Border agents corrupted while FBI and DHS wrangle for power
Homeland Security News Wire
17 June 2011
Using sex and money, Mexican drug cartels have been increasingly successful in corrupting U.S. border agents while the federal government has struggled to stop it; since 2004 CBP has made 127 arrests or indictments against border agents for acts of corruption which include "drug smuggling, alien smuggling, money laundering, and conspiracy"; jurisdictional turf wars between the FBI and the DHS Inspector General have limited the government's ability to investigate and prosecute corruption cases effectively; corruption is still relatively limited given the size of the U.S. border force -- more than 20,000 agents
CBP agents increasingly allow drugn and human smuggling // Source: oxfordpress.com
Using sex and
money, Mexican drug cartels have been increasingly
successful in corrupting
Last week before a Senate Homeland Security and Governmental Affairs subcommittee hearing, DHS officials said that Mexican cartels were seeking to generate “systemic corruption” in U.S. Customs and Border Patrol agents (CBP). In response, the agency has been forced to investigate hundreds of its employees. According to Alan Bersin, the head of CBP, since 2004 his agency has made 127 arrests or indictments against border agents for acts of corruption which include “drug smuggling, alien smuggling, money laundering, and conspiracy.”
Charles Edwards, DHS’s acting inspector general, said that to corrupt border officials, cartels have used “cash bribes, sexual favors, and other gratuities in return for allowing contraband or undocumented aliens through primary inspection lanes or even protecting or escorting border crossings.”
still relatively limited given the size of the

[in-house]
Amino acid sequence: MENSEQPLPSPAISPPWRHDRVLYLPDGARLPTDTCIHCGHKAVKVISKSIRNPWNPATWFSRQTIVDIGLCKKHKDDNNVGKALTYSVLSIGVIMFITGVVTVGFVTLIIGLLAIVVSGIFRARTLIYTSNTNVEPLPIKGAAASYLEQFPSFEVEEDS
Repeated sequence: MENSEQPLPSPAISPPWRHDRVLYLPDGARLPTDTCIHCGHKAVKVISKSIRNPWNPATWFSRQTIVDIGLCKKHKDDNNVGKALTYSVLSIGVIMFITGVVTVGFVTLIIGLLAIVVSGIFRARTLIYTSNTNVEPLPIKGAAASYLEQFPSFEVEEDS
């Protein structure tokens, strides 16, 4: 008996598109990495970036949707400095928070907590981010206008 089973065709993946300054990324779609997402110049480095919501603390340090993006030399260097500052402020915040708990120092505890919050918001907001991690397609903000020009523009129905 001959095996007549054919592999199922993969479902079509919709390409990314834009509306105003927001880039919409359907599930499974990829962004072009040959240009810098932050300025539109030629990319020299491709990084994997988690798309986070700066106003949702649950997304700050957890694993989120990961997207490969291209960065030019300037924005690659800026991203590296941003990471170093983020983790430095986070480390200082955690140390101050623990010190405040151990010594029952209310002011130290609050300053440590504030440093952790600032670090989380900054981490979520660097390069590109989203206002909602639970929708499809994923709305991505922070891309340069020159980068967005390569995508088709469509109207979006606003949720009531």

Only 10 percent of border patrol agents have undergone polygraph tests and of those tested, 60 percent were found unsuitable for the job. These results suggest that many of the agency’s new hires could be unfit for patrol or susceptible to corruption.
In reference to the sharp increase in new recruits, Bersin said, “CBP found that its workforce was younger, less experienced, and in need of seasoned supervisors.”
“The accelerated hiring pace under which we operated between 2006 and 2008 – and, frankly, mistakes from which we are learning – exposed critical organizational and individual vulnerabilities within CBP,” he added.
The Subcommittee hearing also revealed that jurisdictional turf wars between the FBI and the DHS Inspector General have limited the government’s ability to effectively investigate and prosecute corruption cases.
Edwards has pulled out of the federal Border Corruption Task Force and will not rejoin until the Inspector General’s office is recognized as the primary agency in charge of handling CBP corruption cases.
Speaking at the Senate hearing, Edwards explained that last May, “the FBI in San Diego presented the [inspector general] with a [memorandum of understanding]…which failed to take into account the [inspector general’s] statutory responsibility for supervising, leading, and coordinating criminal investigations…and interfering with our oversight responsibility with respect to component internal affairs offices.”
Edwards added, “Within [the Homeland Security department], all allegations of criminal misconduct by employees must be referred to [the Inspector General]. The [memorandum of understanding], as drafted by the FBI, requires [the Homeland Security department] participating agencies to provide the same information directly to the FBI. This duplication in reporting is not an efficient use of [Homeland Security department] or FBI resources, and opens the door for parallel investigations placing agent safety at risk.”
In an interview after the hearing, Bersin said he was hopeful that the FBI and the DHS Inspector General would soon reach an agreement.
“The acrimony of the past, I think, has given away to a professional spirit of collaboration,” he said.
Senator Mark Pryor (D – Arkansas), the chair of the subcommittee hearing, urged the agency to quickly resolve the issue.
“We must conduct these investigations in an efficient and collaborative way that leads to results in the quickest way possible. Based on reports, this does not seem to be the way we are currently operating,” he said.
Edwards has signaled a willingness to rejoin the Border Corruption Task Force, but the FBI and the Inspector General have yet to reach an agreement on what conditions his office will rejoin the task force.
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